Study Objective. To measure the effectiveness of a multifaceted educational intervention to improve ambulatory hypertension control.
Design. Cluster-randomized trial.
Setting. Academic health system using an ambulatory electronic medical record.
Subjects. A total of 10,696 patients with a diagnosis of hypertension cared for by 93 primary care providers.
Intervention. Academic detailing, provision of provider-specific data about hypertension control, provision of educational materials to the provider, and provision of educational and motivational materials to patients.
Measurements and Main Results. The primary outcome was blood pressure control, defined as a blood pressure measurement below 140/90 mm Hg, and was ascertained from electronic medical records over 6 months of follow-up. We determined the adjusted odds ratio for the association between the intervention and the achievement of controlled blood pressure. When we accounted for clustering by provider, this adjusted odds ratio was 1.13 (95% confidence interval 0.87–1.47). Adjusted odds ratios were 1.03 (95% confidence interval 0.78–1.36) in patients whose blood pressure was controlled at baseline and 1.25 (95% confidence interval 0.94–1.65) in those whose blood pressure was not. These odds ratios were not significantly different (p=0.11).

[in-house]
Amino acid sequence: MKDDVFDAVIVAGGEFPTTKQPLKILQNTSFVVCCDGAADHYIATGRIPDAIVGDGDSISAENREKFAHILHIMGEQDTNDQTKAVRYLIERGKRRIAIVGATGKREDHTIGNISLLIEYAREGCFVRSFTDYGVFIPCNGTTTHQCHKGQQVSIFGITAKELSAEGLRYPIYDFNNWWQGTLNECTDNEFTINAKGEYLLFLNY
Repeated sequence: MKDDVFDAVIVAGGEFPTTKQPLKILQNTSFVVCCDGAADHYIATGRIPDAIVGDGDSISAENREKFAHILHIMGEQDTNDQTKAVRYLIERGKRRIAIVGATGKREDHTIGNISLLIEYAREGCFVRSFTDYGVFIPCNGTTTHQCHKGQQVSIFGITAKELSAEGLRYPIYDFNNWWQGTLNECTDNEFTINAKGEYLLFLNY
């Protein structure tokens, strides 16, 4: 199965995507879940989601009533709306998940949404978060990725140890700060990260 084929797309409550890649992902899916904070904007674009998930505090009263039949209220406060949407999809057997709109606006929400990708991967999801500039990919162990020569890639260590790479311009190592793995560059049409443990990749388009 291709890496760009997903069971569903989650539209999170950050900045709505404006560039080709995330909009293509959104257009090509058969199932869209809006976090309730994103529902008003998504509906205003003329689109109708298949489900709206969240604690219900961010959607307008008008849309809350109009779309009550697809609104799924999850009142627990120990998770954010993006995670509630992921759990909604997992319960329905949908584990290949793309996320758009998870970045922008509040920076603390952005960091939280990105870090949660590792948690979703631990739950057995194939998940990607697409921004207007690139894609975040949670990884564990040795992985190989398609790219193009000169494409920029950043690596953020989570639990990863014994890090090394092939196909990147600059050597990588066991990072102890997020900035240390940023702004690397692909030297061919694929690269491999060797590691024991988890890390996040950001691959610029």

Conclusions. These results were consistent with no effect or, at best, a relatively modest effect of the intervention among patients with hypertension. Had we not included a concurrent control group, the data would have provided an unduly optimistic view of the effectiveness of the program. The effectiveness of future interventions may be improved by focusing on patients whose blood pressure is uncontrolled at baseline.